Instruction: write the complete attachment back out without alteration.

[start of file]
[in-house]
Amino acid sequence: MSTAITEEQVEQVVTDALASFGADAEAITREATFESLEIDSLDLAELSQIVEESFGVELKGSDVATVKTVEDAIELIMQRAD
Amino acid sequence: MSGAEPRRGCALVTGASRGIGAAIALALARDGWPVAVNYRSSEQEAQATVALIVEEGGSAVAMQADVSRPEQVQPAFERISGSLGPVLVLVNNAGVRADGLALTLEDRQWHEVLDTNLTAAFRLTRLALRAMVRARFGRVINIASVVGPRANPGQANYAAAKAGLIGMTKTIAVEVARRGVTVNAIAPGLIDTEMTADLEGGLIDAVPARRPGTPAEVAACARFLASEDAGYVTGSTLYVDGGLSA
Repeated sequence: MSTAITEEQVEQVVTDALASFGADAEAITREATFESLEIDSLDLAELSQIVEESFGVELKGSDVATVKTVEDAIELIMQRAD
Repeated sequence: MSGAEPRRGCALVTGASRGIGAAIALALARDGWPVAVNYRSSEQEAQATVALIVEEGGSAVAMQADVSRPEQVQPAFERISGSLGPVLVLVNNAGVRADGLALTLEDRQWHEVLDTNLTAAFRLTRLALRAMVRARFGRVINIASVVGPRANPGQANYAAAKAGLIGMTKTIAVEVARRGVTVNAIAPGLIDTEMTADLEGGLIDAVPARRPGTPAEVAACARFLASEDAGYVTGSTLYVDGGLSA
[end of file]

[in-house]
Amino acid sequence: MSTAITEEQVEQVVTDALASFGADAEAITREATFESLEIDSLDLAELSQIVEESFGVELKGSDVATVKTVEDAIELIMQRAD
Amino acid sequence: MSGAEPRRGCALVTGASRGIGAAIALALARDGWPVAVNYRSSEQEAQATVALIVEEGGSAVAMQADVSRPEQVQPAFERISGSLGPVLVLVNNAGVRADGLALTLEDRQWHEVLDTNLTAAFRLTRLALRAMVRARFGRVINIASVVGPRANPGQANYAAAKAGLIGMTKTIAVEVARRGVTVNAIAPGLIDTEMTADLEGGLIDAVPARRPGTPAEVAACARFLASEDAGYVTGSTLYVDGGLSA
Repeated sequence: MSTAITEEQVEQVVTDALASFGADAEAITREATFESLEIDSLDLAELSQIVEESFGVELKGSDVATVKTVEDAIELIMQRAD
Repeated sequence: MSGAEPRRGCALVTGASRGIGAAIALALARDGWPVAVNYRSSEQEAQATVALIVEEGGSAVAMQADVSRPEQVQPAFERISGSLGPVLVLVNNAGVRADGLALTLEDRQWHEVLDTNLTAAFRLTRLALRAMVRARFGRVINIASVVGPRANPGQANYAAAKAGLIGMTKTIAVEVARRGVTVNAIAPGLIDTEMTADLEGGLIDAVPARRPGTPAEVAACARFLASEDAGYVTGSTLYVDGGLSA